The problem with this assumption, however, is that it does not account for the North Korea “spoiler” factor. China and North Korea still have an active mutual-defense treaty, which requires the participants to “immediately render military and other assistance by all means” at their disposal.19 If North Korea were attacked for its nuclear program, it is arguable whether China would honor its treaty commitments. If China calls on North Korea’s support in a conflict, however, it is almost certain North Korea will honor its obligations. North Korea relies on China for its economic survival, and it could not afford to deny China’s request.
North Korea’s entry into a conflict would focus ROK resources on the Korean Peninsula and effectively sideline them in a U.S.-China conflict. Ironically, it might be in the best interest of the United States if the ROK remained a fence-sitter, similar to Israel in the first Gulf War.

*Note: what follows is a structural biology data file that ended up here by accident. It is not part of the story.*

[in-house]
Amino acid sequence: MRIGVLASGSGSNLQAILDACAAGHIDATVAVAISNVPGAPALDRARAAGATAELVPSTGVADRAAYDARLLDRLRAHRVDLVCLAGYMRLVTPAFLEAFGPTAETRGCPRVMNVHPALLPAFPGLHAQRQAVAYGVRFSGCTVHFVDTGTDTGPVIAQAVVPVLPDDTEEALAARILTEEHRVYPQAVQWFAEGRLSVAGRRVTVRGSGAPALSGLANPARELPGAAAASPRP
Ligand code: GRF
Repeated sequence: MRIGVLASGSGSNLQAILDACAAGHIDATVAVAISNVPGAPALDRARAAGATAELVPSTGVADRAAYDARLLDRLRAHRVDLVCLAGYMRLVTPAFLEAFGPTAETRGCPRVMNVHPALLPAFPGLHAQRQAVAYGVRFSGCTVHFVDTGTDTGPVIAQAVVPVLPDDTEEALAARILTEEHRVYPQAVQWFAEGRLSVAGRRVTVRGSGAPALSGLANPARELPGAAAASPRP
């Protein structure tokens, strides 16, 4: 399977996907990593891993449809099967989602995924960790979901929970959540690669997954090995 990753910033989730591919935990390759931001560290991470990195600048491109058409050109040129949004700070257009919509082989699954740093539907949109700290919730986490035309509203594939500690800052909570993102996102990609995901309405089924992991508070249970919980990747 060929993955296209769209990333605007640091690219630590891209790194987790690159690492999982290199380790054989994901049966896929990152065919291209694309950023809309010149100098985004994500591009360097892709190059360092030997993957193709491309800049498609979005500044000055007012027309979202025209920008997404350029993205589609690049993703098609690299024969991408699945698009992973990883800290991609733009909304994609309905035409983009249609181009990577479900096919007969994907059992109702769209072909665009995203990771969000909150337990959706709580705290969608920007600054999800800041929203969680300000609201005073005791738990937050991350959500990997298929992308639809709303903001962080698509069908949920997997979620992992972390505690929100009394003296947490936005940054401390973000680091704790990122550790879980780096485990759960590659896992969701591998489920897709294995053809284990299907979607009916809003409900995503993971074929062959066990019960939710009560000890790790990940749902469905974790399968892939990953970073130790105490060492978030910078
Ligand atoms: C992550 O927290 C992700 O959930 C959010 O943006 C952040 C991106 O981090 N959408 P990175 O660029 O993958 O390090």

The U.S. State Department labels Thailand a “key U.S. security ally in Asia.”20 The only problem with this assertion is that Thailand does not feel the same, and “the United States does not have a major role in Thai security thinking.” True, the United States conducts more than 50 exercises with Thailand each year and enjoys a high level of interoperability, but to what end? Thailand’s security focus is on counternarcotics, counterterrorism, counterinsurgency, peacekeeping operations, and humanitarian assistance/disaster relief. In these areas, there are plenty of opportunities for cooperation. The aim of “common strategic thinking and action” between the United States and Thailand, however, is unrealistic.21
China’s influence with Thailand is rising, while U.S. influence is declining.22 There are numerous reasons for this shift, but the primary one is that China does not judge Thailand’s internal issues. For example, after the 2006 and 2014 military coups, the United States criticized Thailand and drastically decreased military cooperation; China stepped in to fill the void. China also is Thailand’s biggest trading partner. The United States simply cannot compete when it comes to economic leverage.